Facebook has introduced new brand safety tools aimed at giving advertising partners greater control over where their ads appear, part of its efforts to create what it calls a “quality ecosystem.”
They arrive amid a steady drumbeat of criticism directed towards the social media giant, whose critics claim it has failed to address persistent issues around user and brand safety.
Among the most notable new offerings announced this week are a pair of whitelisting tools enabling advertisers to pre-select publishers and content categories where their ads will appear. Facebook says it is currently testing publisher whitelists for both its Facebook Audience Network and in-stream video ads with select advertisers, with a broader rollout taking place next year.
The world’s largest social network has also introduced a new tool that allows marketers managing multiple campaigns to set filters at the brand level rather than being required to apply them one campaign at a time, and new reporting tools that make it easier for advertisers to determine where ads appeared.
Writing on AdExchanger.com, Sarah Sluis said the tools will require advertisers to choose between brand safety over pricing and scale, thus limiting their appeal to Facebook’s advertisers. But, she noted, “enterprise-level advertisers with high brand-safety standards—including those that pushed Facebook to add whitelists —prize control and transparency over lower costs.”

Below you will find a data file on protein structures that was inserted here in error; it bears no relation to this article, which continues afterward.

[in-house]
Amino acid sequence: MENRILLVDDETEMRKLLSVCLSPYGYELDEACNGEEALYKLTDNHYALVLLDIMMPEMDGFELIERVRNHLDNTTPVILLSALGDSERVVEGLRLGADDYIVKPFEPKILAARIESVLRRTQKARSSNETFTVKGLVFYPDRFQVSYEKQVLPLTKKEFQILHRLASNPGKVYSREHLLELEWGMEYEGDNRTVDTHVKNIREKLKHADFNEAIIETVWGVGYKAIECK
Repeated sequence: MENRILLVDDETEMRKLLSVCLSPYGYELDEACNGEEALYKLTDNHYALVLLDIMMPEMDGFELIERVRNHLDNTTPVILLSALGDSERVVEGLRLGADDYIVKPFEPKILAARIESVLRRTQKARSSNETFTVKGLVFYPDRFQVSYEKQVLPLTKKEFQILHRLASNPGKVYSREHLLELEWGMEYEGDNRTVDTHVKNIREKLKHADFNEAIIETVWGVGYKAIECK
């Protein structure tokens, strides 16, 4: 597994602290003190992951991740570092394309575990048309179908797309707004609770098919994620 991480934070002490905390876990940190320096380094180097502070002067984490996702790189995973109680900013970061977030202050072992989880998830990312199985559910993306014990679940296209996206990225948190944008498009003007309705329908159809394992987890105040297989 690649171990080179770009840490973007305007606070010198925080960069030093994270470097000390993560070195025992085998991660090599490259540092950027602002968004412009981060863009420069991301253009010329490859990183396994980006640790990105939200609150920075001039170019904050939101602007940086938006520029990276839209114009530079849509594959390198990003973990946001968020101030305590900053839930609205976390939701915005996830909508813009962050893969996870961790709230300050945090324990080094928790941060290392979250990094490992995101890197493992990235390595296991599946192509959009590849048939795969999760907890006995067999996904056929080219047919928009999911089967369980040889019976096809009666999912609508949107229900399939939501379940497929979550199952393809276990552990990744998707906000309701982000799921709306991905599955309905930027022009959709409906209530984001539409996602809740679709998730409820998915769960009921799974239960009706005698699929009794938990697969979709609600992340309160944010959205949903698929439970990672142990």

Facebook also announced a new brand safety partner, Zefr, which will work with existing partners Integral Ad Science and OpenSlate to develop the content level whitelisting tool. According to Facebook, they will “routinely update and adjust” the videos available to advertisers based on what suits their brand.
OpenSlate CEO Mike Henry told AdExchanger that advertisers sensitive to where their ads will run within video content would prefer to develop whitelists rather than “knock out” places where they might appear.
In an interview with CNBC, global VP of marketing solutions Carolyn Everson said that the tools—which augment a series of existing brand safety controls—were introduced in response to advertiser requests, although she seemed to downplay brand concerns.
“Not every advertiser cares about this as much as others. I don’t want to paint a picture that all seven million advertisers are focused on this,” she said. “Some do not utilize these tools at all. They are much more focused on performance and price, and they want their ads to appear in as many places as possible… and we have the other extreme, where advertisers are extremely brand sensitive.”
Facebook is hoping the steps will appeal to brands that continue to have misgivings about the platform, which has been troubled with questionable content and bad actors for much of its existence. In its announcement, Facebook acknowledged that it has room for improvement.
“While we have zero tolerance for harmful content on our platforms, we recognize that doesn’t mean zero occurrence,” it said. “It’s why we are tackling this challenge across the company working with industry, enlisting expertise across subject matters, and continuing to invest in the technology, tools and advancements that advertisers are asking for.”